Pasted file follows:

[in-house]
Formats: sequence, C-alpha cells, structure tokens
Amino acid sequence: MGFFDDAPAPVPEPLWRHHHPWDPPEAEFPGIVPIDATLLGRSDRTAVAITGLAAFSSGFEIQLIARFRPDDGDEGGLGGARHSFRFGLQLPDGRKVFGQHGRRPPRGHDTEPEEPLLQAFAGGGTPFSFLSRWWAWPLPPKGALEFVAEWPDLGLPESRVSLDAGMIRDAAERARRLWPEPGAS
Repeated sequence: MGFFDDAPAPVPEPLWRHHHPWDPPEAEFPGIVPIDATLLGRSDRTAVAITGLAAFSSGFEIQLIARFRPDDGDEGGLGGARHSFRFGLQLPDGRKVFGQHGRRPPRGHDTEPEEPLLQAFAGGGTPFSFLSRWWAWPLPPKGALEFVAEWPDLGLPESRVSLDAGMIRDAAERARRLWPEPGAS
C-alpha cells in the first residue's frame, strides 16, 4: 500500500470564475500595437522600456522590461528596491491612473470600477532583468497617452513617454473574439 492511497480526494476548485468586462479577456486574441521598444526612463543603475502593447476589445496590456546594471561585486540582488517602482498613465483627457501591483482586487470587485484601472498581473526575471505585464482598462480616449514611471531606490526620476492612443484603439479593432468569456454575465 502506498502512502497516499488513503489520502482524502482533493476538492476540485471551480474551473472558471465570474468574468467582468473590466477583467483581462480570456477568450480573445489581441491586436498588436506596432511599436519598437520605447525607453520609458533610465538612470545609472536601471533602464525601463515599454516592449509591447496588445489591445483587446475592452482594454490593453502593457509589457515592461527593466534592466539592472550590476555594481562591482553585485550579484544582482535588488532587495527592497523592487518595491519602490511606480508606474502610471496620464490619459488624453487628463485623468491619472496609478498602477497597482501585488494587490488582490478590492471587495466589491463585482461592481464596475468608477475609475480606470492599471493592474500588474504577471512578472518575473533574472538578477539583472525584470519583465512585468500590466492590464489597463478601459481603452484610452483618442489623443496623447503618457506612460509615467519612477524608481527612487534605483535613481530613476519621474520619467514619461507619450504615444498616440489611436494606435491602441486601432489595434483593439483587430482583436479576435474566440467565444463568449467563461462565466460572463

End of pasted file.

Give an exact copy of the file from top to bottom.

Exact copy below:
[in-house]
Formats: sequence, C-alpha cells, structure tokens
Amino acid sequence: MGFFDDAPAPVPEPLWRHHHPWDPPEAEFPGIVPIDATLLGRSDRTAVAITGLAAFSSGFEIQLIARFRPDDGDEGGLGGARHSFRFGLQLPDGRKVFGQHGRRPPRGHDTEPEEPLLQAFAGGGTPFSFLSRWWAWPLPPKGALEFVAEWPDLGLPESRVSLDAGMIRDAAERARRLWPEPGAS
Repeated sequence: MGFFDDAPAPVPEPLWRHHHPWDPPEAEFPGIVPIDATLLGRSDRTAVAITGLAAFSSGFEIQLIARFRPDDGDEGGLGGARHSFRFGLQLPDGRKVFGQHGRRPPRGHDTEPEEPLLQAFAGGGTPFSFLSRWWAWPLPPKGALEFVAEWPDLGLPESRVSLDAGMIRDAAERARRLWPEPGAS
C-alpha cells in the first residue's frame, strides 16, 4: 500500500470564475500595437522600456522590461528596491491612473470600477532583468497617452513617454473574439 492511497480526494476548485468586462479577456486574441521598444526612463543603475502593447476589445496590456546594471561585486540582488517602482498613465483627457501591483482586487470587485484601472498581473526575471505585464482598462480616449514611471531606490526620476492612443484603439479593432468569456454575465 502506498502512502497516499488513503489520502482524502482533493476538492476540485471551480474551473472558471465570474468574468467582468473590466477583467483581462480570456477568450480573445489581441491586436498588436506596432511599436519598437520605447525607453520609458533610465538612470545609472536601471533602464525601463515599454516592449509591447496588445489591445483587446475592452482594454490593453502593457509589457515592461527593466534592466539592472550590476555594481562591482553585485550579484544582482535588488532587495527592497523592487518595491519602490511606480508606474502610471496620464490619459488624453487628463485623468491619472496609478498602477497597482501585488494587490488582490478590492471587495466589491463585482461592481464596475468608477475609475480606470492599471493592474500588474504577471512578472518575473533574472538578477539583472525584470519583465512585468500590466492590464489597463478601459481603452484610452483618442489623443496623447503618457506612460509615467519612477524608481527612487534605483535613481530613476519621474520619467514619461507619450504615444498616440489611436494606435491602441486601432489595434483593439483587430482583436479576435474566440467565444463568449467563461462565466460572463